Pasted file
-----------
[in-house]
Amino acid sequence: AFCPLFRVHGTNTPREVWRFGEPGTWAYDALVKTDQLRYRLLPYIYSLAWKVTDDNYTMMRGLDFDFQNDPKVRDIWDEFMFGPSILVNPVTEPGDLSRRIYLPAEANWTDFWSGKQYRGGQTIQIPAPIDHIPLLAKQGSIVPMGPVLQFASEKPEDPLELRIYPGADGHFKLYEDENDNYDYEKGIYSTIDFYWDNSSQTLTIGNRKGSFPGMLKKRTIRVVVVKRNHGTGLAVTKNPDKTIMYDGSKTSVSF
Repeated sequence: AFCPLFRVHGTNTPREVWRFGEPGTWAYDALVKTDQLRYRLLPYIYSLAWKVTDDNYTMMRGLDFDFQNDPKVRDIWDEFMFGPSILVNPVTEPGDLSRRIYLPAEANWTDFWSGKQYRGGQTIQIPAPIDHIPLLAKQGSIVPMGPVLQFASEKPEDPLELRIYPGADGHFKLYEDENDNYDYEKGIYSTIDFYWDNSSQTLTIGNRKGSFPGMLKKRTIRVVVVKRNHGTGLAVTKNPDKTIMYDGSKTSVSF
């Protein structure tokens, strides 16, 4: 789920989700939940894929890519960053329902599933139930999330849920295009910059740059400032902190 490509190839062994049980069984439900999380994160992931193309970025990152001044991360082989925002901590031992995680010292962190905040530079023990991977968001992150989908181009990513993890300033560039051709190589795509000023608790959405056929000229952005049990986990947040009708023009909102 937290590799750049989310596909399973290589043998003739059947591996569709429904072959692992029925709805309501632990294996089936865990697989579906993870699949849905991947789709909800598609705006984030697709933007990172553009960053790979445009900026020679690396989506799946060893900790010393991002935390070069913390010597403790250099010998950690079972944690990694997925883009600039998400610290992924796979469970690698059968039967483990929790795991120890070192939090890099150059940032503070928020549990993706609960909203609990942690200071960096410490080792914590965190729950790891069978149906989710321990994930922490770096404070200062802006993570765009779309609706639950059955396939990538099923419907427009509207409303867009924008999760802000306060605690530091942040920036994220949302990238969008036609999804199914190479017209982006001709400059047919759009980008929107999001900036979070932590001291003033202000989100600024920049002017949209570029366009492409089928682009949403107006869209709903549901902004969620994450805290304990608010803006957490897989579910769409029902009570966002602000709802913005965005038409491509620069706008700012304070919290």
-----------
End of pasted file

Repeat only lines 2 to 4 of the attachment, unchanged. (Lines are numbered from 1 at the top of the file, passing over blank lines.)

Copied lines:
Amino acid sequence: AFCPLFRVHGTNTPREVWRFGEPGTWAYDALVKTDQLRYRLLPYIYSLAWKVTDDNYTMMRGLDFDFQNDPKVRDIWDEFMFGPSILVNPVTEPGDLSRRIYLPAEANWTDFWSGKQYRGGQTIQIPAPIDHIPLLAKQGSIVPMGPVLQFASEKPEDPLELRIYPGADGHFKLYEDENDNYDYEKGIYSTIDFYWDNSSQTLTIGNRKGSFPGMLKKRTIRVVVVKRNHGTGLAVTKNPDKTIMYDGSKTSVSF
Repeated sequence: AFCPLFRVHGTNTPREVWRFGEPGTWAYDALVKTDQLRYRLLPYIYSLAWKVTDDNYTMMRGLDFDFQNDPKVRDIWDEFMFGPSILVNPVTEPGDLSRRIYLPAEANWTDFWSGKQYRGGQTIQIPAPIDHIPLLAKQGSIVPMGPVLQFASEKPEDPLELRIYPGADGHFKLYEDENDNYDYEKGIYSTIDFYWDNSSQTLTIGNRKGSFPGMLKKRTIRVVVVKRNHGTGLAVTKNPDKTIMYDGSKTSVSF
């Protein structure tokens, strides 16, 4: 789920989700939940894929890519960053329902599933139930999330849920295009910059740059400032902190 490509190839062994049980069984439900999380994160992931193309970025990152001044991360082989925002901590031992995680010292962190905040530079023990991977968001992150989908181009990513993890300033560039051709190589795509000023608790959405056929000229952005049990986990947040009708023009909102 937290590799750049989310596909399973290589043998003739059947591996569709429904072959692992029925709805309501632990294996089936865990697989579906993870699949849905991947789709909800598609705006984030697709933007990172553009960053790979445009900026020679690396989506799946060893900790010393991002935390070069913390010597403790250099010998950690079972944690990694997925883009600039998400610290992924796979469970690698059968039967483990929790795991120890070192939090890099150059940032503070928020549990993706609960909203609990942690200071960096410490080792914590965190729950790891069978149906989710321990994930922490770096404070200062802006993570765009779309609706639950059955396939990538099923419907427009509207409303867009924008999760802000306060605690530091942040920036994220949302990238969008036609999804199914190479017209982006001709400059047919759009980008929107999001900036979070932590001291003033202000989100600024920049002017949209570029366009492409089928682009949403107006869209709903549901902004969620994450805290304990608010803006957490897989579910769409029902009570966002602000709802913005965005038409491509620069706008700012304070919290």